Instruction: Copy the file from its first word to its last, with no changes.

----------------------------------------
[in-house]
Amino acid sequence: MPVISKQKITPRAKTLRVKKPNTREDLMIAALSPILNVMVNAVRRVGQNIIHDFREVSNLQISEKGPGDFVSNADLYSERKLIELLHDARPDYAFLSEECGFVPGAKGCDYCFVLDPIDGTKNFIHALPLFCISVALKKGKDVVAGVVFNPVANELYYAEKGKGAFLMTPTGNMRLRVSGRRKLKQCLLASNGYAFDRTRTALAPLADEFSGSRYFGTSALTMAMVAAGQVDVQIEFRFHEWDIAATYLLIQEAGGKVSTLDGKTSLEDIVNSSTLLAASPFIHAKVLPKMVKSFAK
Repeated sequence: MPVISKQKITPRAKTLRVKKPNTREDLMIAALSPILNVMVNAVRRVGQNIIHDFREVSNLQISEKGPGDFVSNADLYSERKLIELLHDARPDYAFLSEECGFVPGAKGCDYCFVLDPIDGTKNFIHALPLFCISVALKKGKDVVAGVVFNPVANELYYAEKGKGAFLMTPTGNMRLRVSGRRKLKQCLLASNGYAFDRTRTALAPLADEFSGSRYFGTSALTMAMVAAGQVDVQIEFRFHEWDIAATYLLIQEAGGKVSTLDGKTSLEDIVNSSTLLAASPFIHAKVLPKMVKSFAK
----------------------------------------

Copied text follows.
[in-house]
Amino acid sequence: MPVISKQKITPRAKTLRVKKPNTREDLMIAALSPILNVMVNAVRRVGQNIIHDFREVSNLQISEKGPGDFVSNADLYSERKLIELLHDARPDYAFLSEECGFVPGAKGCDYCFVLDPIDGTKNFIHALPLFCISVALKKGKDVVAGVVFNPVANELYYAEKGKGAFLMTPTGNMRLRVSGRRKLKQCLLASNGYAFDRTRTALAPLADEFSGSRYFGTSALTMAMVAAGQVDVQIEFRFHEWDIAATYLLIQEAGGKVSTLDGKTSLEDIVNSSTLLAASPFIHAKVLPKMVKSFAK
Repeated sequence: MPVISKQKITPRAKTLRVKKPNTREDLMIAALSPILNVMVNAVRRVGQNIIHDFREVSNLQISEKGPGDFVSNADLYSERKLIELLHDARPDYAFLSEECGFVPGAKGCDYCFVLDPIDGTKNFIHALPLFCISVALKKGKDVVAGVVFNPVANELYYAEKGKGAFLMTPTGNMRLRVSGRRKLKQCLLASNGYAFDRTRTALAPLADEFSGSRYFGTSALTMAMVAAGQVDVQIEFRFHEWDIAATYLLIQEAGGKVSTLDGKTSLEDIVNSSTLLAASPFIHAKVLPKMVKSFAK